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Will a turbocharger ruin the new Toyota 86 and Subaru BRZ 2021?

The current Toyota 86 punches out up to 152kW/212Nm from a naturally aspirated 2.0-litre four-cylinder petrol engine.

As any Spider-Man fan can tell you, with great power comes great responsibility.

Toyota should listen to that advice because if the rumours are true the new-generation 86 (and Subaru BRZ) coming in 2021 may spoil what makes the current car so special.

According to a recent report from Japan, the new 86 is set to be powered by a bigger, 2.4-litre four-cylinder engine making 162kW of power and 240Nm of torque. That’s a modest 10kW bump and 28Nm upgrade, which hopefully is true.

There are also persistent rumours that this new 86/BRZ duo will get a turbocharged version of the 2.4-litre engine and that could take its outputs closer to, or even above, 200kW and 300Nm - and that would ruin what makes the 86/BRZ so special.

In a country with a speed limit rooted in the 1974 conversion to metric units and a draconian focus on enforcing those limits by the police force, having more power in your sports coupe or hot hatch isn’t always necessary, or even a good thing.

The beauty of the 86/BRZ is that with its limited power and Prius-spec low-resistance tyres, it’s a car that can be enjoyed to its limits without breaking the speed limit; not something all modern performance cars can claim.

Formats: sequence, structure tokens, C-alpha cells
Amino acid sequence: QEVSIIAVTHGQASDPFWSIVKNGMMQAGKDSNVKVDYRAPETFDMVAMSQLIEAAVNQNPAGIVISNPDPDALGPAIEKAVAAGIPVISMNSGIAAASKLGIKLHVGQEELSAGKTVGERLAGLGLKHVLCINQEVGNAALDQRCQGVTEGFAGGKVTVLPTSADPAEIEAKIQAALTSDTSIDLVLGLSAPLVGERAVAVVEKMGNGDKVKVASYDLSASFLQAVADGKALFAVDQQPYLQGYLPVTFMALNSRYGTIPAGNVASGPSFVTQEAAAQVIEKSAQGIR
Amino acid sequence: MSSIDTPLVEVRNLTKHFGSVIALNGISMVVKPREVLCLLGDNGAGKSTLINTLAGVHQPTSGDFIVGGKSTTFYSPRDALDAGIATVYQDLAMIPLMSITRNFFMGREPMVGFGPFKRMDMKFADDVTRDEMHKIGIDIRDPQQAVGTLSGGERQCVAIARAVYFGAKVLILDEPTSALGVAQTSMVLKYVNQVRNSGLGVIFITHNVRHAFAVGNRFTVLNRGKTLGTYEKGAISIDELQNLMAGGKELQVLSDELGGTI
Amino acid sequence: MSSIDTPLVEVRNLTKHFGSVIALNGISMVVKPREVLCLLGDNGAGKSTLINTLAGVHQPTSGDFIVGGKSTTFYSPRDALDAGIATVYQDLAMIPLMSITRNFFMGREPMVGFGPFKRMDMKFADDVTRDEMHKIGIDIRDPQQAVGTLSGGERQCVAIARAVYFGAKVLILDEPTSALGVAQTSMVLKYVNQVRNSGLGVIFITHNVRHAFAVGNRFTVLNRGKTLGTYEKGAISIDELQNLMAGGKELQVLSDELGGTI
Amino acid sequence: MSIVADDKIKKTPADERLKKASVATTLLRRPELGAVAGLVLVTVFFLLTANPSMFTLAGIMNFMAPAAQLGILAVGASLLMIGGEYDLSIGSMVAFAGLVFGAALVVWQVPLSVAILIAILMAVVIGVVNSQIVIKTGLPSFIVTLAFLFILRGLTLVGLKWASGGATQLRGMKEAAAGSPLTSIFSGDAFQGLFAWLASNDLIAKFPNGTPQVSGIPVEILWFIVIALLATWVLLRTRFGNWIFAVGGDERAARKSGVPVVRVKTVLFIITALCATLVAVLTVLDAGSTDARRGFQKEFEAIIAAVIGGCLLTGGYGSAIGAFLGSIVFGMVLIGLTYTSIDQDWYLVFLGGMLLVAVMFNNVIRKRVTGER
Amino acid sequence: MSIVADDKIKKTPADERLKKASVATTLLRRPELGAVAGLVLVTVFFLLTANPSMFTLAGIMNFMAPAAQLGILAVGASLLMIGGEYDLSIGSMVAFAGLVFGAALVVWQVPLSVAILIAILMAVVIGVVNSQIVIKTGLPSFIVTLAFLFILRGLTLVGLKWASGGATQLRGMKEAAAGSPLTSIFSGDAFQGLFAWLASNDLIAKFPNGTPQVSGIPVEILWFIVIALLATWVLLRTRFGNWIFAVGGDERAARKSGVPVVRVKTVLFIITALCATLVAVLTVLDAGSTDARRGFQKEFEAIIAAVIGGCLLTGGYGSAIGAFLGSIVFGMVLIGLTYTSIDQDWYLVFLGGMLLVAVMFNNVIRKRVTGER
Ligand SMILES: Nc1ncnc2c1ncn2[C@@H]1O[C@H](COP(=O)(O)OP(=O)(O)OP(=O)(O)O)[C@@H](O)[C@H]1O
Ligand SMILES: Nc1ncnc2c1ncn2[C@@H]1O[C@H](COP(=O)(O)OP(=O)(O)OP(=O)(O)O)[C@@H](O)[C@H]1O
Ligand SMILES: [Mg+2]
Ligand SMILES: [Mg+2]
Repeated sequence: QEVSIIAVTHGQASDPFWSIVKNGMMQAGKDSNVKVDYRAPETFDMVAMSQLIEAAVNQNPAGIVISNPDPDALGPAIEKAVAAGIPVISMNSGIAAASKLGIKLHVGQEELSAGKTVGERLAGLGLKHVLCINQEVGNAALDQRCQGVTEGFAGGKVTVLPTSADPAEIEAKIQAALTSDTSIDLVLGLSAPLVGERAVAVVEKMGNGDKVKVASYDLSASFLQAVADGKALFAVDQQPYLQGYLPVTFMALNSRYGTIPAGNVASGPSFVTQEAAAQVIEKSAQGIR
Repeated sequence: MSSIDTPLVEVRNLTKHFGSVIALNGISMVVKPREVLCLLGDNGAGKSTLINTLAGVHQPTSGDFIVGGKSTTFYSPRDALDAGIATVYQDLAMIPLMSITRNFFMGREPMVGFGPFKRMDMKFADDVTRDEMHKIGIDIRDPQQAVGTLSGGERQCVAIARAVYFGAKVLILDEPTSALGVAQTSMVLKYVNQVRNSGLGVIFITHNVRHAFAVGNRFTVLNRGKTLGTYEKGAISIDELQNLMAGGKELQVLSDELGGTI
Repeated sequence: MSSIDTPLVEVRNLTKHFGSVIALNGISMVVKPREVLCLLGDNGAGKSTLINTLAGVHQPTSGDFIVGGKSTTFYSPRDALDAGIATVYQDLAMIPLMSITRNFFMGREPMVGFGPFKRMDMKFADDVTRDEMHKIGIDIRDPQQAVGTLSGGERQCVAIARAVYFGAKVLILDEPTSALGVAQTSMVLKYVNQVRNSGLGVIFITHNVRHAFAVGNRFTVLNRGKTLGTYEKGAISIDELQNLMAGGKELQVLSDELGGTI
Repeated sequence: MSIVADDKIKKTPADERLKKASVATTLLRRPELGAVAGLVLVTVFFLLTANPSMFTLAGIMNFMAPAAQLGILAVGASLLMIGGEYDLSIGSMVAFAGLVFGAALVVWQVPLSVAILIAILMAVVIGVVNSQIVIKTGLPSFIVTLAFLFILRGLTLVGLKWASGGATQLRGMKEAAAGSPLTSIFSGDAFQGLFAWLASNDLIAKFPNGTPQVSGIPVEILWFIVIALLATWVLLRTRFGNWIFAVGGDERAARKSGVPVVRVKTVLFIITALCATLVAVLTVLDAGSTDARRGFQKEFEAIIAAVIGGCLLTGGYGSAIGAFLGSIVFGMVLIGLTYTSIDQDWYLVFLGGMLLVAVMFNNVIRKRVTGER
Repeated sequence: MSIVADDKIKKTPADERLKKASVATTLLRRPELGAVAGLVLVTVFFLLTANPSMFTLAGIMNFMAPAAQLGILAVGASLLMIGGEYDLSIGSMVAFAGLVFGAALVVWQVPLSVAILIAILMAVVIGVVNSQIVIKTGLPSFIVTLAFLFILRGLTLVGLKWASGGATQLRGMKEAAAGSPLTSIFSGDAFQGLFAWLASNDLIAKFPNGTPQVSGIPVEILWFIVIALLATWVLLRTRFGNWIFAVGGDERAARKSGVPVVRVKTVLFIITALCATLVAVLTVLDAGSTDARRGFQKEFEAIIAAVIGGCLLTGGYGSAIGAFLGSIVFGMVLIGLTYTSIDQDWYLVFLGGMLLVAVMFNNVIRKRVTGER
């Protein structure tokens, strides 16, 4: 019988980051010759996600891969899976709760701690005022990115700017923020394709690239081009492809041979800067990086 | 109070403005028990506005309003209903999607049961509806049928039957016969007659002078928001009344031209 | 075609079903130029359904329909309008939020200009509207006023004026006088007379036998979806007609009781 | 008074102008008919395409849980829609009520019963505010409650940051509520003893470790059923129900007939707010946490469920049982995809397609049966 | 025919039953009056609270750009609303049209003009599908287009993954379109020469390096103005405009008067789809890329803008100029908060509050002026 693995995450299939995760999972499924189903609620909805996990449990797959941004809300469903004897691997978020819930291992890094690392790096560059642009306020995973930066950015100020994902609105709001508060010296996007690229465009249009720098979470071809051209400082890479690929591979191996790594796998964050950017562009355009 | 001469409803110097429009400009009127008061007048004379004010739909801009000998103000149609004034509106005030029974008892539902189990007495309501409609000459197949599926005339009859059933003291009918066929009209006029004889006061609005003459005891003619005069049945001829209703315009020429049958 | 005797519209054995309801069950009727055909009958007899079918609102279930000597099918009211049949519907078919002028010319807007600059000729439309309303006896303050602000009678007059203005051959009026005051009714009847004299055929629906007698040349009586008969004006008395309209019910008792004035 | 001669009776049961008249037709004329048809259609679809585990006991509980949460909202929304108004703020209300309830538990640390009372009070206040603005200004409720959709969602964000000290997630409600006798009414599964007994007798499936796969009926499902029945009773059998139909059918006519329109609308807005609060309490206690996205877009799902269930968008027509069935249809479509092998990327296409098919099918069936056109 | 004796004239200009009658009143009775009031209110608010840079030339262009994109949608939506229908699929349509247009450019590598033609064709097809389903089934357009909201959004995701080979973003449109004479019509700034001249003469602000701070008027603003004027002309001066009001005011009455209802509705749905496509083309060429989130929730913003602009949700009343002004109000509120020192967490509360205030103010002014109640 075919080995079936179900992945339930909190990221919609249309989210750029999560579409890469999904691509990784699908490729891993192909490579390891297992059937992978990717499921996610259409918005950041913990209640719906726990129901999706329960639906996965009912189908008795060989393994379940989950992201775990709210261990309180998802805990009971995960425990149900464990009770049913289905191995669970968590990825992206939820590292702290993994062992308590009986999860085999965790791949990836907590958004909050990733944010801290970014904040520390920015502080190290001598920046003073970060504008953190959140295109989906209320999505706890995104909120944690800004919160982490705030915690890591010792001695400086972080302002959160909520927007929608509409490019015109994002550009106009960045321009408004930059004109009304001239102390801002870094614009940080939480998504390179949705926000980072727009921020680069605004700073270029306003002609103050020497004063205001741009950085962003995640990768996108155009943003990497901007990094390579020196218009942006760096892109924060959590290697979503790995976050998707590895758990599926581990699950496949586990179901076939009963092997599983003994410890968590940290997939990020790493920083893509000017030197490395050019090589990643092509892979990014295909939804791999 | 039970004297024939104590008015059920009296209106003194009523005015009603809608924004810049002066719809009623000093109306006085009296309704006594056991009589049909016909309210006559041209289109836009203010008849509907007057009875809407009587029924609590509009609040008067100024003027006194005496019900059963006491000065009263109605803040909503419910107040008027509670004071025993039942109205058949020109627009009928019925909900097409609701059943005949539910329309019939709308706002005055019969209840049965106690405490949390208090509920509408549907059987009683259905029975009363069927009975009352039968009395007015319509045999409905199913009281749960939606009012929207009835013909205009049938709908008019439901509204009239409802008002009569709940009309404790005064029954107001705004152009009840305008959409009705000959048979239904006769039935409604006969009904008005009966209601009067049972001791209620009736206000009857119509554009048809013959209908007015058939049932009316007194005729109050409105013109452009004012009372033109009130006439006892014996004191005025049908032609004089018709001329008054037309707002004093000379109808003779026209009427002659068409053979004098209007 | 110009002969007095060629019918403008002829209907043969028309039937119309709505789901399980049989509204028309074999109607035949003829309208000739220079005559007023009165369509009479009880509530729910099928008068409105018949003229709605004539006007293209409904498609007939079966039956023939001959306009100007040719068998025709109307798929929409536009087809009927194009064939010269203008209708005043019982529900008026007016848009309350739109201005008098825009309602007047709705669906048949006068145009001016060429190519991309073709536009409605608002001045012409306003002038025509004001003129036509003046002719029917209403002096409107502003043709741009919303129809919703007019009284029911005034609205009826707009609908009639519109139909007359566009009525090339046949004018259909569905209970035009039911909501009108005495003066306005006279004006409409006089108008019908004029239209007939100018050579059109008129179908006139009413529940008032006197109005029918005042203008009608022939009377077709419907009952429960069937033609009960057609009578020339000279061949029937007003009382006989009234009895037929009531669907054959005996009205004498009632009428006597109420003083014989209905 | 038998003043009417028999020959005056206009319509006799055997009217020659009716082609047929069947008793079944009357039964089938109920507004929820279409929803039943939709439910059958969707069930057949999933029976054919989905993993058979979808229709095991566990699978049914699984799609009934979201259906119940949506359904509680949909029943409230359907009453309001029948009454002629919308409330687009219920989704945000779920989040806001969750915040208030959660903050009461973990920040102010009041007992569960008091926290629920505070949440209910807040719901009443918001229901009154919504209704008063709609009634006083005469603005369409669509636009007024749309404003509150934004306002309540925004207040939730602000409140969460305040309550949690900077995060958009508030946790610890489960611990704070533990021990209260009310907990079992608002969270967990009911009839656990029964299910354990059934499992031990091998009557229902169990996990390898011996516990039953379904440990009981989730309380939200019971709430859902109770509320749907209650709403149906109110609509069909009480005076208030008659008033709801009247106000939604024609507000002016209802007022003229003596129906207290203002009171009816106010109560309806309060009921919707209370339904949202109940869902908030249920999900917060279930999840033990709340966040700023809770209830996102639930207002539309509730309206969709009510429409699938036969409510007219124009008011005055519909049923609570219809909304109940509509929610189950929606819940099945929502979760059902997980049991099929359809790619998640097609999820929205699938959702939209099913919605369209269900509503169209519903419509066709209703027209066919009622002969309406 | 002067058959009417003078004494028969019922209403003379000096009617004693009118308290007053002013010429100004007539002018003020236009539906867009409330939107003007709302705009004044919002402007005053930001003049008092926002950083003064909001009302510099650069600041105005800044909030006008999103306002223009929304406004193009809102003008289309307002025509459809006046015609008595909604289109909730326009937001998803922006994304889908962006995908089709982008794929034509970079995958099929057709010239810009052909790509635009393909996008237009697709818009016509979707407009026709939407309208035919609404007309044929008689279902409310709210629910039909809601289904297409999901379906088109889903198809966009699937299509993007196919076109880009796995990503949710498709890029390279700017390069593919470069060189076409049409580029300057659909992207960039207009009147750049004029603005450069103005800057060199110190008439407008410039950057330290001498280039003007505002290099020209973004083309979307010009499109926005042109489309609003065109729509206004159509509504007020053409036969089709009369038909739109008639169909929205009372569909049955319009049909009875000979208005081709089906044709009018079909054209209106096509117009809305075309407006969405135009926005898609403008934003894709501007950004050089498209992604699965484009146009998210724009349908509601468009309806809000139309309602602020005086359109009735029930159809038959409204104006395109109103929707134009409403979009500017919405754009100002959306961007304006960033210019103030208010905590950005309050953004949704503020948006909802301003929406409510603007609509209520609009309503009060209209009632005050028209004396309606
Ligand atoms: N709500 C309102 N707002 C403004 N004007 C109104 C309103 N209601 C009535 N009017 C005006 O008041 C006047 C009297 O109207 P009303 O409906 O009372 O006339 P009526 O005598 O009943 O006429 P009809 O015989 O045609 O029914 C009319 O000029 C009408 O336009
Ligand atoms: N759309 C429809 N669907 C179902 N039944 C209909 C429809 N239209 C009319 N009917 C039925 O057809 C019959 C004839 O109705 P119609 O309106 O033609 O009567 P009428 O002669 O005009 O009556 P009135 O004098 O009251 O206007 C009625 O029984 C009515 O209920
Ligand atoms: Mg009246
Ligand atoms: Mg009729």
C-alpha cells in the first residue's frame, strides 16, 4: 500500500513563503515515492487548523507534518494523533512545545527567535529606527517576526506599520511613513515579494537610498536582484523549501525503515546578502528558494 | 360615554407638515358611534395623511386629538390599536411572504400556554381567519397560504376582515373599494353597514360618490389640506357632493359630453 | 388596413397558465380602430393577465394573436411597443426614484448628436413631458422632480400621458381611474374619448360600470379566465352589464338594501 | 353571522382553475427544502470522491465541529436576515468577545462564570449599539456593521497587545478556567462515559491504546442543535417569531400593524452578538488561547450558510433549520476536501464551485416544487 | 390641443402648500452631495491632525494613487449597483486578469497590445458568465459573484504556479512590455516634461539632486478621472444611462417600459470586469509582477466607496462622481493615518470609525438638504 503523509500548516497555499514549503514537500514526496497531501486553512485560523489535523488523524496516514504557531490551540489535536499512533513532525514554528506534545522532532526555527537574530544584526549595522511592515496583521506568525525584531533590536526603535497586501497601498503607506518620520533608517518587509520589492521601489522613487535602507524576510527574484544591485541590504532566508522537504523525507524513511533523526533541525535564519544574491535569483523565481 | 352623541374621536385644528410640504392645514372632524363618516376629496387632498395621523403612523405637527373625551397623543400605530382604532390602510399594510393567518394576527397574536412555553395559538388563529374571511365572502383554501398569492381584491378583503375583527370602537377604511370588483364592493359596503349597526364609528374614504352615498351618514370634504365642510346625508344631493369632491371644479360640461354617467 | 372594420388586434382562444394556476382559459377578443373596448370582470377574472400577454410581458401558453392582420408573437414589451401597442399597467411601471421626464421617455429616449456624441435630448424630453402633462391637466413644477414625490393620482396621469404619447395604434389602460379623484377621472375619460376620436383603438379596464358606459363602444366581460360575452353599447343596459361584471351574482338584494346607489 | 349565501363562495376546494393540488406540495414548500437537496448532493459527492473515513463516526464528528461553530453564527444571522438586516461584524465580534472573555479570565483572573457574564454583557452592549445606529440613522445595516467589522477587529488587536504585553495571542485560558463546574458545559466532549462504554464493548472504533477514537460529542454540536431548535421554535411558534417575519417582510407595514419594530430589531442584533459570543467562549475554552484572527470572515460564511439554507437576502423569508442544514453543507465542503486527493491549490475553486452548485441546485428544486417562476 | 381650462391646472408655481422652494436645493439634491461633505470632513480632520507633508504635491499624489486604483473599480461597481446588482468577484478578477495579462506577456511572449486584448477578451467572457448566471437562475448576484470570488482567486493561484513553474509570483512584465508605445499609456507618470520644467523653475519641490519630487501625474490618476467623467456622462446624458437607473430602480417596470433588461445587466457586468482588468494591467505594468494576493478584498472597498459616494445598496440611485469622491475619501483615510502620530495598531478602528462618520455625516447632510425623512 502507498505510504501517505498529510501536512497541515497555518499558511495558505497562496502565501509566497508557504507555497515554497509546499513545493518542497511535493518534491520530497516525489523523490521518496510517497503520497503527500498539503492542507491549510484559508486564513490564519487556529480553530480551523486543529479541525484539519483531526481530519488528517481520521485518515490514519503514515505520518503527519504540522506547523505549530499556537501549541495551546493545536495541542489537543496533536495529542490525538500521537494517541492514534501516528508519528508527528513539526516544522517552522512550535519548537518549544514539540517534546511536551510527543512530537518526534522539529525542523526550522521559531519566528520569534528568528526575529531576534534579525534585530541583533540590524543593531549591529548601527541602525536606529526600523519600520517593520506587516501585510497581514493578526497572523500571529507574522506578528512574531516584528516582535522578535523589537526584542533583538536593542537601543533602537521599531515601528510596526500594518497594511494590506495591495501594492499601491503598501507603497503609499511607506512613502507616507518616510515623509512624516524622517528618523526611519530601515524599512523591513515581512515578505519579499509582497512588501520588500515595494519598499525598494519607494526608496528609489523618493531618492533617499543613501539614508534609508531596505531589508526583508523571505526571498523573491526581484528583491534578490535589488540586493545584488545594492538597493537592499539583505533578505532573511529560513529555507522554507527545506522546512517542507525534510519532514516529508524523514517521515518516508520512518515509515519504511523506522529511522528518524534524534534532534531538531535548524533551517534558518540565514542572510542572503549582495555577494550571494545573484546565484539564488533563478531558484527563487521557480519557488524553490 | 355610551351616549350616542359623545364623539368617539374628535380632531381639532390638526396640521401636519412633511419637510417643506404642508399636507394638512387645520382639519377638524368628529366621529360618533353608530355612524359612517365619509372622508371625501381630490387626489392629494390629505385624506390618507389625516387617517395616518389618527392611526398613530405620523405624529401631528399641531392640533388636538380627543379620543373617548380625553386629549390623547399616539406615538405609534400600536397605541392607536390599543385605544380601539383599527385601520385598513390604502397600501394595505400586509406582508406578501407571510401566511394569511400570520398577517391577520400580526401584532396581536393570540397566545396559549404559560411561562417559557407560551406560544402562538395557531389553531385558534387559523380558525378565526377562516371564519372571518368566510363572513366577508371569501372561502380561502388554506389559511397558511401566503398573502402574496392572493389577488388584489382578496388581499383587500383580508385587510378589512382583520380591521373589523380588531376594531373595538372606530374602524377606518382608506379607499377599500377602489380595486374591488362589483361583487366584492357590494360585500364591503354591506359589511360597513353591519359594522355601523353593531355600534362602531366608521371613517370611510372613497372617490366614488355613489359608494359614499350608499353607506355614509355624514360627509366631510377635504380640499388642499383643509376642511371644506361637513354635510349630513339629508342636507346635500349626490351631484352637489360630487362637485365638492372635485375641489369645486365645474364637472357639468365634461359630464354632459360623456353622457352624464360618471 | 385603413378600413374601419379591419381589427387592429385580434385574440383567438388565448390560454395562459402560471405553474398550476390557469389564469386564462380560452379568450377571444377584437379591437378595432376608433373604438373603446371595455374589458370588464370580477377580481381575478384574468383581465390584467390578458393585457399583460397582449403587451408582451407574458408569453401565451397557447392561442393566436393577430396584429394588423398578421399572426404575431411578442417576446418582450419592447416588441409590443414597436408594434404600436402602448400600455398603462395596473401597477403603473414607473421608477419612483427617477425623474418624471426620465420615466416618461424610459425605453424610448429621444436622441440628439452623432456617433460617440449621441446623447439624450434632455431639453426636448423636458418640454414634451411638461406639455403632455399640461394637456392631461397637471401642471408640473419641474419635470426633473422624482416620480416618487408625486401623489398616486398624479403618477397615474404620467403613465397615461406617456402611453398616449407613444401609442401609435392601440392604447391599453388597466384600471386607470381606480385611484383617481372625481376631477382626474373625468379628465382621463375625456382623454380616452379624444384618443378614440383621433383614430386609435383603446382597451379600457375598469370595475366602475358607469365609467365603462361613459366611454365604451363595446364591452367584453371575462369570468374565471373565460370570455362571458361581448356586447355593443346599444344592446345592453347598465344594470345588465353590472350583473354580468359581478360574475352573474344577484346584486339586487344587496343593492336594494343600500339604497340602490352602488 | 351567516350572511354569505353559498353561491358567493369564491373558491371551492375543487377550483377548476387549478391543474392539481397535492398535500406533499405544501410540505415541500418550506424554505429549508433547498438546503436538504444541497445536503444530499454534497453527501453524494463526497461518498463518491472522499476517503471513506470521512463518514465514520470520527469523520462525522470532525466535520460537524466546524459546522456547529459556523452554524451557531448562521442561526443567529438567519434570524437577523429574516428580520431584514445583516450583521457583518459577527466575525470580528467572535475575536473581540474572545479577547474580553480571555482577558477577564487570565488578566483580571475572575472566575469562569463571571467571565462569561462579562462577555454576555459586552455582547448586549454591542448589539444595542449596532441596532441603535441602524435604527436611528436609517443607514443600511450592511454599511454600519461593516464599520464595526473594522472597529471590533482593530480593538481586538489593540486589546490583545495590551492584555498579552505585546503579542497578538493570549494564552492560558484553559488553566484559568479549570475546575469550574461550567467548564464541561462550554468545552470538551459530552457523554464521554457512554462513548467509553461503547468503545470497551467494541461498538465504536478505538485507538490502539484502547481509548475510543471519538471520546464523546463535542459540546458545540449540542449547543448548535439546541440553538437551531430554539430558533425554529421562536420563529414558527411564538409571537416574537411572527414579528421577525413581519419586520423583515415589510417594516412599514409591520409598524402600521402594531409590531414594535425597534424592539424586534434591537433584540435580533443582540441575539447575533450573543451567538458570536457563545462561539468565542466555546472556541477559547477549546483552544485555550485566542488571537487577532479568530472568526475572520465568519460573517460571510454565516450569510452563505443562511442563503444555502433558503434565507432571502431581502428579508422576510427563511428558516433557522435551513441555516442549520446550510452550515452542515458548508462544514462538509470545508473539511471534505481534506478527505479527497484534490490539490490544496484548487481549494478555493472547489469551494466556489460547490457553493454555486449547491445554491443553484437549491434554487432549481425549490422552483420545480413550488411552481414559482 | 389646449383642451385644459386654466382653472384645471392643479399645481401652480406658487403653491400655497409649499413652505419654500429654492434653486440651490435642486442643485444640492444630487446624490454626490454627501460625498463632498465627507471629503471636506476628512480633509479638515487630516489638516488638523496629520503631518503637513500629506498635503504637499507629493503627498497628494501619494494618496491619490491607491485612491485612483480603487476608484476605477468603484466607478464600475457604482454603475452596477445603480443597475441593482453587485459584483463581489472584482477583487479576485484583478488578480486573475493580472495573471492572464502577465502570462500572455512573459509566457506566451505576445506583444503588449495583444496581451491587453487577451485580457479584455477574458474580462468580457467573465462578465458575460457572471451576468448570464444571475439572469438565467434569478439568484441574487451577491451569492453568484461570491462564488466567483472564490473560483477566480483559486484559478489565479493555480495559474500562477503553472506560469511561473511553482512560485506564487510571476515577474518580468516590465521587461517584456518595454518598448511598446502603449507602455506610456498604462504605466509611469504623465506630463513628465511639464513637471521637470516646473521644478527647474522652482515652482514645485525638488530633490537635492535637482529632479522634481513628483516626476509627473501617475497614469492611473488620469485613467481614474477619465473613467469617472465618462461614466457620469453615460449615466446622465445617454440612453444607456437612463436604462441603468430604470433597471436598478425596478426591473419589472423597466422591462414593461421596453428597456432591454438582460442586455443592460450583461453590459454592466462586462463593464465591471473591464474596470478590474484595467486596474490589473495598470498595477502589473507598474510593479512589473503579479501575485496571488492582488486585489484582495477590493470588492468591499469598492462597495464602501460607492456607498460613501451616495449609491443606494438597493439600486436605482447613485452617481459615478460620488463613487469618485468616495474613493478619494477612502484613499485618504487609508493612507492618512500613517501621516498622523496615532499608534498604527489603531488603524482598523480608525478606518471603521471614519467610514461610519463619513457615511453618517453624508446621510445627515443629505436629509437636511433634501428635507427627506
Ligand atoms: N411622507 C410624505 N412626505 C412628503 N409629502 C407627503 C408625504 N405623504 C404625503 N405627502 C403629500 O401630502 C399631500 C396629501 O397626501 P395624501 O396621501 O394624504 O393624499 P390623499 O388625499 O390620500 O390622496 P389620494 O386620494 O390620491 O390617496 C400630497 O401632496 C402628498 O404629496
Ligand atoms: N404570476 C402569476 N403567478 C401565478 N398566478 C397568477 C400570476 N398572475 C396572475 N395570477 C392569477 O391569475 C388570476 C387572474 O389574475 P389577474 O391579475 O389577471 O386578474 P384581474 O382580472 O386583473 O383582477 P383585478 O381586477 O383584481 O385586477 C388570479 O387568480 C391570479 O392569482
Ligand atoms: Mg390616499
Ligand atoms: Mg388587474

The focus on power and torque, boosted (pardon the pun) by modern turbocharged engines, has seen even hot hatches move into serious performance car territory.

Go back to 2000 and the Volkswagen Golf GTI Mk4 made 110kW and the then-new HSV GTS pumped out 300kW from its 5.7-litre V8. Fast forward to 2020 and the Golf GTI makes 180kW while its chief rivals the Hyundai i30 N and Ford Focus ST both make more than 200kW.

Then there’s the premium hyper hatches like the Mercedes-AMG A45 S, which even has the old HSV covered thanks to its 310kW/500Nm 2.0-litre turbocharged four-cylinder engine.

Just look at the way performance increases just over the course of city-car sized pocket rockets to the luxury brand hot hatches.

Hot hatchPower outputs
Ford Fiesta ST147kW
Volkswagen Polo GTI147kW
Toyota Yaris GR200KW
Volkswagen Golf GTI180kW
Hyundai i30 N202kW
Ford Focus ST206kW
Honda Civic Type R228kW
Audi RS3294kW
Mercedes-AMG A45 S310kW

There is good news for those who appreciate modest but acceptable performance cars. Hyundai recently confirmed the pint-sized i20 N will come to Australia in 2021 and is likely to be powered by the 1.6-litre turbo four from the Veloster Turbo. That engine makes 150kW/265Nm, which is more than adequate for a car of its size.

But that doesn’t mean the power war will slow down anytime soon. While Toyota may be keeping the 86 sensible, the upcoming Yaris GR will manage to extract 200kW of grunt from just a 1.5-litre three-cylinder engine. Coupled with all-wheel drive and its compact body the Yaris GR will be a rally car for the road.

While we don’t know what to expect in terms of detailed performance from the inevitable new era of electric performance cars, it’s a safe bet they won’t be any less potent than what we have now.

Hopefully the 86/BRZ won’t be the last of their kind - modest in power but big on thrills - but it does look increasingly likely.